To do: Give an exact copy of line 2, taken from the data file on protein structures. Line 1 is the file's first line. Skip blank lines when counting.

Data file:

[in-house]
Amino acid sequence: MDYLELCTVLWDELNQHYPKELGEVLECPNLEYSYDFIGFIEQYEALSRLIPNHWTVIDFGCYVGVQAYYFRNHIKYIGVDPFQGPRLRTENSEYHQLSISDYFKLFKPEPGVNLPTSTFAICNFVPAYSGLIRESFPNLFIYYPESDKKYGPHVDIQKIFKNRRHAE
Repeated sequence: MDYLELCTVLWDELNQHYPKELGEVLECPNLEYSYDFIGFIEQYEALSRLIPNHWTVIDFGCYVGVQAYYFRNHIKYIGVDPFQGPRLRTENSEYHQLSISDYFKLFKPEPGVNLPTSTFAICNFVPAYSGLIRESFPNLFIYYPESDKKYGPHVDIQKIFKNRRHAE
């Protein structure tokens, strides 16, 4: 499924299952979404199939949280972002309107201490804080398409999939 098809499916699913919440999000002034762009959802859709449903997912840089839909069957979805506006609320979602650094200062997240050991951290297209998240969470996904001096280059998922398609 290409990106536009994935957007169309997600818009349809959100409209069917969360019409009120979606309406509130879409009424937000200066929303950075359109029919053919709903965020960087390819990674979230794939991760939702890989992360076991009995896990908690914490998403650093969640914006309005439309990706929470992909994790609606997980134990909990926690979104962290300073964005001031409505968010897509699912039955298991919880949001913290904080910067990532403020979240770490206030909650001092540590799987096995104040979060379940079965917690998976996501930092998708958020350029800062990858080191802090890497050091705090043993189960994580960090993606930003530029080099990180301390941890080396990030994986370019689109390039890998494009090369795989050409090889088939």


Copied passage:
Amino acid sequence: MDYLELCTVLWDELNQHYPKELGEVLECPNLEYSYDFIGFIEQYEALSRLIPNHWTVIDFGCYVGVQAYYFRNHIKYIGVDPFQGPRLRTENSEYHQLSISDYFKLFKPEPGVNLPTSTFAICNFVPAYSGLIRESFPNLFIYYPESDKKYGPHVDIQKIFKNRRHAE